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The effects of logging are vastly underrated by most of the general public. They still do not connect the increasing contamination of their water with the logging of watershed.   Anybody who needs water to live should be concerned.  
The Walden Logging Bill, HR 4200, is scheduled for a vote on the House floor this week. The vote is expected on Wednesday, Thursday or Friday. American Lands Alliance is scheduling a national call in day on Tuesday, May 16th.  You can read about it here.

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Jump this muddy ditch with me, for a closer look.

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They are shouting FIRE! in a crowded theater. It is the same tactic used again and again. And they offer us a dream of temporary safety, a myth, if we will just give up what few protections for the environment that are left.

HR 4200 is a direct assault on the National Environmental Policy Act, NEPA, which I wrote about in my first dKos diary.

The cost of this bill will be tremendous, both financially for taxpayers, and ecologically for the state of sustainability of our homeland. Check out the taxpayer costs of the Biscuit Fire "Recovery" project as an example. Salvage logging, one of the most ecologically dangerous practices in modern forestry, employs an overriding short-term economic rational as an excuse to summarily ignore all current ecological knowledge about the long- term biological sustainability of forests. The sole objective of salvage logging is to convert trees into money, thus replacing the art of forestry with the technology and economics of cutting trees.

Jeffery St. Claire's excellent article on Chainsaw George explains some of the history of fire, and the beginnings of Corporate theft of our forest resources.

Forest fires became stigmatized only when forests began to be viewed as a commercial resource rather than an obstacle to settlement. Fire suppression became an obsession only after the big timber giants laid claim to the vast forests of the Pacific Northwest. Companies like Weyerhaeuser and Georgia-Pacific were loath to see their holdings go up in flames, so they arm-twisted Congress into pour millions of dollars into Forest Service fire-fighting programs. The Forest Service was only too happy to oblige because fire suppression was a sure way to pad their budget: along with the lobbying might of the timber companies they could literally scare Congress into handing over a blank check. [For an excellent history of the political economy of forest fires I highly recommend Stephen Pyne's Fire in America.]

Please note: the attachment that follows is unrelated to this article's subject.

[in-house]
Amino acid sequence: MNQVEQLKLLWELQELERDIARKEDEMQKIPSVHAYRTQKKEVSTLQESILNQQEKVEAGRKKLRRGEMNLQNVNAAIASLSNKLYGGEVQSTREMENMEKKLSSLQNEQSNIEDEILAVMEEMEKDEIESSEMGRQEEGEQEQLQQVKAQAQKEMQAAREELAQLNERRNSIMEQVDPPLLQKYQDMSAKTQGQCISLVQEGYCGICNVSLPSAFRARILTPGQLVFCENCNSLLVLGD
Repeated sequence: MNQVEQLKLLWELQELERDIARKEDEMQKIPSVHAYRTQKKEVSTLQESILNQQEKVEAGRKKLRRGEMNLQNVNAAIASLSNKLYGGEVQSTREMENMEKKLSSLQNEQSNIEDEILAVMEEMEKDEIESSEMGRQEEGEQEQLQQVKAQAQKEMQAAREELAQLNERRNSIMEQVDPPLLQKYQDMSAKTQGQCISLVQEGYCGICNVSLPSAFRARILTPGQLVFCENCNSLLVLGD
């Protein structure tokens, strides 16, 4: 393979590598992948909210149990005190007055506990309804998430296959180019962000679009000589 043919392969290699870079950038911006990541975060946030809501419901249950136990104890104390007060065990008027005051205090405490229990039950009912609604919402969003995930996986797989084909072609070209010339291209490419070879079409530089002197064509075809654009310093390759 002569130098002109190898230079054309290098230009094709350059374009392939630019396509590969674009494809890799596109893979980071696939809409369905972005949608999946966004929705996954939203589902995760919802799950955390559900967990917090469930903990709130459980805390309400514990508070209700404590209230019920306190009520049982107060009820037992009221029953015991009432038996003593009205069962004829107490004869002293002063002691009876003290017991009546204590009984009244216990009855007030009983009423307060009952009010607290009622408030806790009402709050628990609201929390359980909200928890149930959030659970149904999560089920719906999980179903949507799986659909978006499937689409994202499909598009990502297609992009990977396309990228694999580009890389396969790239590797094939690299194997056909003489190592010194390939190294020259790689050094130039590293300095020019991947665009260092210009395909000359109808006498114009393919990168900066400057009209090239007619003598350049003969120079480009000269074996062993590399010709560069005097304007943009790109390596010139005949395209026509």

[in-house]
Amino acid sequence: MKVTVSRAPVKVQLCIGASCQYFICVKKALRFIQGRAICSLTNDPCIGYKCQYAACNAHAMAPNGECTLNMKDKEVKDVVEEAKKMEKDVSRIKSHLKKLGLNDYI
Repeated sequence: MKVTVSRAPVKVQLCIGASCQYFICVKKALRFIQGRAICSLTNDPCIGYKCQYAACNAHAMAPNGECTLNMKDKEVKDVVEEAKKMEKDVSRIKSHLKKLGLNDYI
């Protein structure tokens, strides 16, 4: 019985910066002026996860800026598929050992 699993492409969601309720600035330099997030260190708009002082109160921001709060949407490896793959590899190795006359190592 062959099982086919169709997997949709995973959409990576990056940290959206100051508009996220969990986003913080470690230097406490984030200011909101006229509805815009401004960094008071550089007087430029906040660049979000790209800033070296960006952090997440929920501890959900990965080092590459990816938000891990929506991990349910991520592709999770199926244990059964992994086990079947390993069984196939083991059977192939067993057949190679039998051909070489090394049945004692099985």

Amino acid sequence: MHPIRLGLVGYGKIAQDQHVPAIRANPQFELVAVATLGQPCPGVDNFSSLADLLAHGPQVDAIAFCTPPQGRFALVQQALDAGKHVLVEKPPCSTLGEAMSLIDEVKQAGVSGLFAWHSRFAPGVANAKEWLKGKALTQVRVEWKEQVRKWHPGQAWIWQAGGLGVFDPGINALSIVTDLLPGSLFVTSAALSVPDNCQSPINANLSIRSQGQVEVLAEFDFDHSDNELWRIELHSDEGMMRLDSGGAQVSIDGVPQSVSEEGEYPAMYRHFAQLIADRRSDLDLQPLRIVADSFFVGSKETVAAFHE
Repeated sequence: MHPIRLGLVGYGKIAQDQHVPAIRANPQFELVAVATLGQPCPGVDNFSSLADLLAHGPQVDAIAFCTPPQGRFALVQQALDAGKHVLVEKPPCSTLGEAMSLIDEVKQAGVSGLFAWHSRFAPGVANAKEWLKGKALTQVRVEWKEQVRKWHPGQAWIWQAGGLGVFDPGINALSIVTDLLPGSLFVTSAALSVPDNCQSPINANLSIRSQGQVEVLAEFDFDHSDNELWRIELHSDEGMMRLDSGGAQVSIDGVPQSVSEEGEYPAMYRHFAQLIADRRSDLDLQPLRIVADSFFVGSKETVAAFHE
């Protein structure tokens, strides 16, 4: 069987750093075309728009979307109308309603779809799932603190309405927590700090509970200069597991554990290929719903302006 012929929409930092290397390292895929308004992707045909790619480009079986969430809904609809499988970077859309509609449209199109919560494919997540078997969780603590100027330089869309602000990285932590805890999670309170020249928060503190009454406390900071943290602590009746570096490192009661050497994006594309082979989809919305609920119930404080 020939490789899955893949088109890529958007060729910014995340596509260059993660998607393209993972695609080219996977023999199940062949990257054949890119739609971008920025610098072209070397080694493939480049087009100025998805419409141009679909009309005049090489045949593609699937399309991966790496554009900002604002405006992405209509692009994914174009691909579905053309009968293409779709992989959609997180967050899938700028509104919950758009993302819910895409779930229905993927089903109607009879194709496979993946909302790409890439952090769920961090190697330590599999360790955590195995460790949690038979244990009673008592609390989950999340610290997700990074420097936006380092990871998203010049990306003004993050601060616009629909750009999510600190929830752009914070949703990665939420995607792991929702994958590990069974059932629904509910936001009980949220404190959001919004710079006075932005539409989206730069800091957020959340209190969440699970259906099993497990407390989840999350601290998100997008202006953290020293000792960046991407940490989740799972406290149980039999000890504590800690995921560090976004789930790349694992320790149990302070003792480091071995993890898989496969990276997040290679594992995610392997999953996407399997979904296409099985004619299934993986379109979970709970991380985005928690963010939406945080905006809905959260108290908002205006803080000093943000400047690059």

Ah, fear again.

Well, I fear HR 4200 a lot more than I do fire, and I have been up close and personal with one at my home. Anyone who has tried to walk through where the forest used to be after a timbering operation can tell you that the fuel load is increased, not lessened. And the firefighters agree with me! Or perhaps better put, I agree with them.

Wildland firefighters' group seeks defeat of salvage logging bill

[Washington, DC] A group representing wildland firefighters Tuesday called on Congress to defeat a bill aimed at speeding up logging dead timber and planting new trees after storms and wildfires. The bipartisan bill demands that areas hit by disasters greater than 1,000 acres be restored quickly, before the commercial value of fire-killed timber diminishes, and insects and rot set in. But Oregon-based Firefighters United for Safety, Ethics and Ecology said the bill could increase fire risks and undermine efforts to reduce hazardous fire conditions near communities. "Post-fire logging and planting does not 'recover' a burned forest, but rather, sets it up for future high-severity burning," said Timothy Ingalsbee, the group's executive director and a former firefighter for the U.S. Forest Service. Young, densely stocked timber plantations are prone to sudden "blowups" of extreme fire, and can start crown fires in nearby old-growth stands, said Ingalsbee, whose group includes about 80 professional firefighters from Alaska to Virginia. The bill awaiting action in the House "not only will create more hazardous fire conditions, but it will divert financial resources away from one of the most urgent needs of society: community wildfire protection,"